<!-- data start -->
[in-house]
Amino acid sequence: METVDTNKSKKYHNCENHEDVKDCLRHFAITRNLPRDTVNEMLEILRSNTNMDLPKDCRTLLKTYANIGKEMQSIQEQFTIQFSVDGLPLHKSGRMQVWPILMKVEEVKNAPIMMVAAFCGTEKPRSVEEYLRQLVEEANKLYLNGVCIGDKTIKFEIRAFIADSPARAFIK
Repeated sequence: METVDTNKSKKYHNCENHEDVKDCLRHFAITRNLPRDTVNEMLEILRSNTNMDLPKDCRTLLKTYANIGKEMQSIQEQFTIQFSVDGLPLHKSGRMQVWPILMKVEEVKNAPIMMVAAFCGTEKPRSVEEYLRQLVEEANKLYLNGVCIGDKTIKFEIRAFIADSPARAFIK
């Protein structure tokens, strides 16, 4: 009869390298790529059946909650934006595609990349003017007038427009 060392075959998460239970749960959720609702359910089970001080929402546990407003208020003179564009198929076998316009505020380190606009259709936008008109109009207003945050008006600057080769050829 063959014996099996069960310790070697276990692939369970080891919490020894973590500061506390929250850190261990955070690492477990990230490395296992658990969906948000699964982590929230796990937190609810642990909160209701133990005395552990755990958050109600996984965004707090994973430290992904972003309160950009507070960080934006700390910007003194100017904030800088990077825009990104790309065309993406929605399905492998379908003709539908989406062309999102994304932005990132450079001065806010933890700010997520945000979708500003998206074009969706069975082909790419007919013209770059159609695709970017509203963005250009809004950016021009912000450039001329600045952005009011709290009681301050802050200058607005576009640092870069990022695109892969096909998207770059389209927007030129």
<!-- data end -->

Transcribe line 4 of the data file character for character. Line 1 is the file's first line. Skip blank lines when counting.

């Protein structure tokens, strides 16, 4: 009869390298790529059946909650934006595609990349003017007038427009 060392075959998460239970749960959720609702359910089970001080929402546990407003208020003179564009198929076998316009505020380190606009259709936008008109109009207003945050008006600057080769050829 063959014996099996069960310790070697276990692939369970080891919490020894973590500061506390929250850190261990955070690492477990990230490395296992658990969906948000699964982590929230796990937190609810642990909160209701133990005395552990755990958050109600996984965004707090994973430290992904972003309160950009507070960080934006700390910007003194100017904030800088990077825009990104790309065309993406929605399905492998379908003709539908989406062309999102994304932005990132450079001065806010933890700010997520945000979708500003998206074009969706069975082909790419007919013209770059159609695709970017509203963005250009809004950016021009912000450039001329600045952005009011709290009681301050802050200058607005576009640092870069990022695109892969096909998207770059389209927007030129």